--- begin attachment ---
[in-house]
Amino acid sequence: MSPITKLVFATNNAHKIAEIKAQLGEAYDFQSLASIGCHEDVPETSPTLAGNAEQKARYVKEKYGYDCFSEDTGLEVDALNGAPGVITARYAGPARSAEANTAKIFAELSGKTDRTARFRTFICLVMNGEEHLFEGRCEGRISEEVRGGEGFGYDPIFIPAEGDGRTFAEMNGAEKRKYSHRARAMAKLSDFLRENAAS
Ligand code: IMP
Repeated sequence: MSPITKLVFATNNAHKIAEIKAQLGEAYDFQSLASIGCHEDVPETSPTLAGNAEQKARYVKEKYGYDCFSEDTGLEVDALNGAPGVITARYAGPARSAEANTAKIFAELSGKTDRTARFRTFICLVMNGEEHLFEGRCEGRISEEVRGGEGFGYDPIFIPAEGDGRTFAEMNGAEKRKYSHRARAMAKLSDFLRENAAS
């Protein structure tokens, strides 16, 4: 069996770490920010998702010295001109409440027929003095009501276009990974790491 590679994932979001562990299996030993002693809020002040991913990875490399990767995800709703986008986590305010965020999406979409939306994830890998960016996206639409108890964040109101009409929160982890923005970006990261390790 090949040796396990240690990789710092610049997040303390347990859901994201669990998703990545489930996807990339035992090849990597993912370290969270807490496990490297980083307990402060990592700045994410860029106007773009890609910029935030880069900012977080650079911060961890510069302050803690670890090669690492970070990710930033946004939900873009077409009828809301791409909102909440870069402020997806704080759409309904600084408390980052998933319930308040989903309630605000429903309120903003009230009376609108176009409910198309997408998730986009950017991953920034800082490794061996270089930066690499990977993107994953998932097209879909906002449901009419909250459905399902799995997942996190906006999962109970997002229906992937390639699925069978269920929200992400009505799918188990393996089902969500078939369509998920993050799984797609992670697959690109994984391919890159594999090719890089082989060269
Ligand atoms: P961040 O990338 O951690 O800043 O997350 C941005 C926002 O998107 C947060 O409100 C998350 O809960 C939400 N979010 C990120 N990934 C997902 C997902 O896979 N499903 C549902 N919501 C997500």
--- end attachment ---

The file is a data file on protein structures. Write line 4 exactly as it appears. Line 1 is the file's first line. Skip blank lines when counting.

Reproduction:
Repeated sequence: MSPITKLVFATNNAHKIAEIKAQLGEAYDFQSLASIGCHEDVPETSPTLAGNAEQKARYVKEKYGYDCFSEDTGLEVDALNGAPGVITARYAGPARSAEANTAKIFAELSGKTDRTARFRTFICLVMNGEEHLFEGRCEGRISEEVRGGEGFGYDPIFIPAEGDGRTFAEMNGAEKRKYSHRARAMAKLSDFLRENAAS